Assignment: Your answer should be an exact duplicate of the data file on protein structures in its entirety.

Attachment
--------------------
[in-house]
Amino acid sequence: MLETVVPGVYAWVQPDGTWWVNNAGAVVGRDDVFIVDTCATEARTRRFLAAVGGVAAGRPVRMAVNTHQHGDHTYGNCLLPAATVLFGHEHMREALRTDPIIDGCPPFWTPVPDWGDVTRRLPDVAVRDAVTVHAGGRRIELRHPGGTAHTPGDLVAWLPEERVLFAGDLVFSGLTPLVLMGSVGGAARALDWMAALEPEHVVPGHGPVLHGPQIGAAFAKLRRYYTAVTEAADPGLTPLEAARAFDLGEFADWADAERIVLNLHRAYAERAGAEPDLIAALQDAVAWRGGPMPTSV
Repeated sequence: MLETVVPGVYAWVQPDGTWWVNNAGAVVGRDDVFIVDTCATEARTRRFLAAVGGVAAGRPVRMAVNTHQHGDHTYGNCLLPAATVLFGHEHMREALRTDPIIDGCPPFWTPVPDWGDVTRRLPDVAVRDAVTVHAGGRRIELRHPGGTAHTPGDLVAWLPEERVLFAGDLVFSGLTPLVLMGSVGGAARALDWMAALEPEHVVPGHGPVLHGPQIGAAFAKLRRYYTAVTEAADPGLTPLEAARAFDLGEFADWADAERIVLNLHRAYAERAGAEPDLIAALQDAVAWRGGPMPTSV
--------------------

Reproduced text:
[in-house]
Amino acid sequence: MLETVVPGVYAWVQPDGTWWVNNAGAVVGRDDVFIVDTCATEARTRRFLAAVGGVAAGRPVRMAVNTHQHGDHTYGNCLLPAATVLFGHEHMREALRTDPIIDGCPPFWTPVPDWGDVTRRLPDVAVRDAVTVHAGGRRIELRHPGGTAHTPGDLVAWLPEERVLFAGDLVFSGLTPLVLMGSVGGAARALDWMAALEPEHVVPGHGPVLHGPQIGAAFAKLRRYYTAVTEAADPGLTPLEAARAFDLGEFADWADAERIVLNLHRAYAERAGAEPDLIAALQDAVAWRGGPMPTSV
Repeated sequence: MLETVVPGVYAWVQPDGTWWVNNAGAVVGRDDVFIVDTCATEARTRRFLAAVGGVAAGRPVRMAVNTHQHGDHTYGNCLLPAATVLFGHEHMREALRTDPIIDGCPPFWTPVPDWGDVTRRLPDVAVRDAVTVHAGGRRIELRHPGGTAHTPGDLVAWLPEERVLFAGDLVFSGLTPLVLMGSVGGAARALDWMAALEPEHVVPGHGPVLHGPQIGAAFAKLRRYYTAVTEAADPGLTPLEAARAFDLGEFADWADAERIVLNLHRAYAERAGAEPDLIAALQDAVAWRGGPMPTSV